• Class A . Used for very large networks and supplies more than 16 million node addresses for the network. Due to the way IP addresses are structured, a Class A network can serve a huge number of host computers (nodes); however, there can only be 127 Class A networks. ARPAnet (built in the early days of the Internet) is an example of a Class A network.

  • Class B . Used for networks that still need a lot of node addresses, such as for large companies and institutions. There are 16,384 Class B network addresses available, with each Class B network supplying more than 65,000 host addresses.

  • Class C . Used for small networks. There are more than 2 million Class C network addresses available. Class C networks only provide 254 node addresses, however.

Two other classes of IP addresses should also be mentioned: Class D and Class E. Class D network addresses are used by multicast groups receiving data from a particular application or server service. An example of a multicast use of Class D addresses is Microsoft NetShow, which can broadcast the same content to a group of users at one time. Class E addresses belong to an experimental class, which is not available for use by folks like you and me.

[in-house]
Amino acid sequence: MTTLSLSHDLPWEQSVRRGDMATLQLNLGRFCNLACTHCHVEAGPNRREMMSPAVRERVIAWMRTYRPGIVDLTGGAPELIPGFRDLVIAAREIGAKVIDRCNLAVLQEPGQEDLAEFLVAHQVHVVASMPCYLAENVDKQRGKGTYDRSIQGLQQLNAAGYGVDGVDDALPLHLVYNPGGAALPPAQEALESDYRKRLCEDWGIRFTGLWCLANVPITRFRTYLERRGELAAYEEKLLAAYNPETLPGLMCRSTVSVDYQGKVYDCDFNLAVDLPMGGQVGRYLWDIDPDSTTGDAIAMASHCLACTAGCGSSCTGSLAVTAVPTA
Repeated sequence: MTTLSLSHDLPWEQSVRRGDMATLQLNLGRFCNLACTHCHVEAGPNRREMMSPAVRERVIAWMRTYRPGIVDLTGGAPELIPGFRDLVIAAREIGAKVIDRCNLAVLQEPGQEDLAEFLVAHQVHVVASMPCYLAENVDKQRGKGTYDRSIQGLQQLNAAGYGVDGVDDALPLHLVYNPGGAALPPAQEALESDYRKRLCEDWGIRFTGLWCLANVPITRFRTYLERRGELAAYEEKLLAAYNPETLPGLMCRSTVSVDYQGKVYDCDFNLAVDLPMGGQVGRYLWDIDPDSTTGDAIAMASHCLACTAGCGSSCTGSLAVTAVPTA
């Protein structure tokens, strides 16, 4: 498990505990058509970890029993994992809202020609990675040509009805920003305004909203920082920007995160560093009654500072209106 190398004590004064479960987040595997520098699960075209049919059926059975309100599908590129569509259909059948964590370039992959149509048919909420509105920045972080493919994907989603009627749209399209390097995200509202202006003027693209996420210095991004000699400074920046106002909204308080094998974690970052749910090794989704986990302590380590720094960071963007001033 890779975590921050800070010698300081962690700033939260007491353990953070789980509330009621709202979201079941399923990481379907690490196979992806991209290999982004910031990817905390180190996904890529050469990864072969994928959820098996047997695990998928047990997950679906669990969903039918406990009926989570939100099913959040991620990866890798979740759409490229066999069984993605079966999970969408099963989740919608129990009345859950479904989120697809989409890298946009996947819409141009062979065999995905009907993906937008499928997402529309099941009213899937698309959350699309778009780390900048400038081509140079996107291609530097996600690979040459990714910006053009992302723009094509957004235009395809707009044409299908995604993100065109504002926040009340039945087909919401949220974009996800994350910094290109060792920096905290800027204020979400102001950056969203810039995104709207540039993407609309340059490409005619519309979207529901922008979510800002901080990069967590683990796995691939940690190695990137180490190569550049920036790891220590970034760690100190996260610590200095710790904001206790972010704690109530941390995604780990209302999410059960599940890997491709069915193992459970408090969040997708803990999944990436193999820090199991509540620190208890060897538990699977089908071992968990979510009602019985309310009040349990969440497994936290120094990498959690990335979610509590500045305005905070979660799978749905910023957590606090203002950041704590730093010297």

Finding your Class

You can quickly identify the class to which an IP address belongs by looking at the decimal value of the first octet; each class (A, B, or C) has a specific first octet range:

  • Class A (1126)

  • Class B (128191)

  • Class C (192223)

Notice that 127 is missing from the range of numbers. It is used for special testing of the IP configuration of a computer.



You can easily convert dotted decimal IP addresses to their binary equivalents using any scientific calculator, such as the Windows Calculator, that can be viewed in scientific mode. Be sure that the Dec (decimal) option button is selected and then enter the first octet's decimal number. Then select the Bin (binary) option button. Each binary number should consist of eight digits. You might have to add a leading zero or two to make up the eight positions . Repeat this procedure for each octet.

The Subnet Mask